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Using the data and your knowledge of recent economic events, assess the contribution that fiscal and monetary policies can make in maintaining a stable economy

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AS ECONOMICS UNIT 2 FISCAL POLICY MODEL ANSWERS JANUARY 2011 a) Using extract D identify two significant points of comparison between public sector revenue and public expenditure over the period shown (8 marks) > Throughout the period, public spending as a share of GDP is always higher than tax revenue as a share of GDP (2) - approximately 3% of GDP up to 2007/08 (2) > The gap between the two is smallest at the beginning - about 3% (2) and highest at the end about 9% (2) > Both grow as a share of GDP up until 2007/08 (2) - Spending rises from 39% too 41% and tax receipts rise from 36% to 38% (2) > After 2007/08 spending rises rapidly, from 43% to 46% of GDP (2), whilst tax receipts fall and then rise staying about 38% of GDP (2) > The gap between is spending and tax receipts of forecast to widen rapidly after 2008/09 (2) from 5% of GDP to 9% of GDP (2) b) Explain two ways in which fiscal policy can influence the pattern of economic activity reasons (12 marks) ...read more.


Fiscal policy involves the use of government spending and tax receipts to influence the level and pattern of economic activity, whilst monetary policy uses interest rates to achieve the same. Fiscal and monetary policy can be used to influence short term AD with the aim of promoting a steady rate of economic growth, low unemployment and low inflation. In a recession there will be a loosening of monetary policy when interest rates are cut and a budget deficit run with the aim of boosting AD throughout the economy. This is what is happening at the moment in the UK as the economy slowly comes of out recession. Interest rates are down to 0.5% and income tax rates are slowly being cut to act as a incentive to workers to work harder and boost productivity. However, as we see in the UK economy these policies are having a very slow impact on growth. Consumer confidence and business confidence is very low and when this happens cuts in interest rates and taxes will not encourage household and consumers to spend more. They may be tempted to use the extra money to save more and pay off debt rather than spend and this could hinder economic recovery. ...read more.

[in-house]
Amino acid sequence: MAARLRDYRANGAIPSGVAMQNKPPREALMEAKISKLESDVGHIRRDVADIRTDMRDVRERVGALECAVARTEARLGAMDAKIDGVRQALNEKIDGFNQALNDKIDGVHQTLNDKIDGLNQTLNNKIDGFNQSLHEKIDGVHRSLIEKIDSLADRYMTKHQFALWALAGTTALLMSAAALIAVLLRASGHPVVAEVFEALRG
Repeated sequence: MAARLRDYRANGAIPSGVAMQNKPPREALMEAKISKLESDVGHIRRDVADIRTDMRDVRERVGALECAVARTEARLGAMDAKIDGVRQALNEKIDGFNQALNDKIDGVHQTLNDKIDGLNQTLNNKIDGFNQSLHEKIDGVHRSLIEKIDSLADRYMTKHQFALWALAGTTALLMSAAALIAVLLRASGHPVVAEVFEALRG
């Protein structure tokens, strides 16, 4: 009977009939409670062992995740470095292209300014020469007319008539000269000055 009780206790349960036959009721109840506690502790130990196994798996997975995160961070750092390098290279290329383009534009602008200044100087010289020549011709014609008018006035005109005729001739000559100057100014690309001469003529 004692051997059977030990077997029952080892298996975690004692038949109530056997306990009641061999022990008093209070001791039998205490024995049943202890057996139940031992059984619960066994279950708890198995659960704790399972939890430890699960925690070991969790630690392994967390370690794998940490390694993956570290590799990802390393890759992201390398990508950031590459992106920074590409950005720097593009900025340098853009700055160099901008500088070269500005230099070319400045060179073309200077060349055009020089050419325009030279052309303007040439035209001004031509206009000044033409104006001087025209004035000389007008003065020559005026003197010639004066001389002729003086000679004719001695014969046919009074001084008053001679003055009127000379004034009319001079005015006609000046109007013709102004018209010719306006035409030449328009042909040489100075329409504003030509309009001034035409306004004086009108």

Such policies as spending government money on education and training will improve productivity and provide a boost to the supply side of the economy. Other policies such as reducing benefits to encourage unemployed people to enter work will help boost AS in the economy. However whilst supply side policies can help boost output, there needs to be increases in AD at the same time to ensure that there is sufficient spending to buy up the extra output. It is therefore important to ensure that fiscal and monetary policy works on both the demand side and supply of the economy if it wants to promote economic stability. In conclusion, there are a range of fiscal and monetary policy measures the government can use to promote economic stability. It is important that policies work on both the short term AD side of the economy and long run AS of the economy so that there is a balance at play. Also stability in the economy might be affected by what is happening in other world economies and it becomes difficult for fiscal and monetary policy to work effectively if the Uk economy is affected by the working of other economies and also any economic shocks which might occur in the wider world economy. Analysis in normal type - evaluation in italics ...read more.

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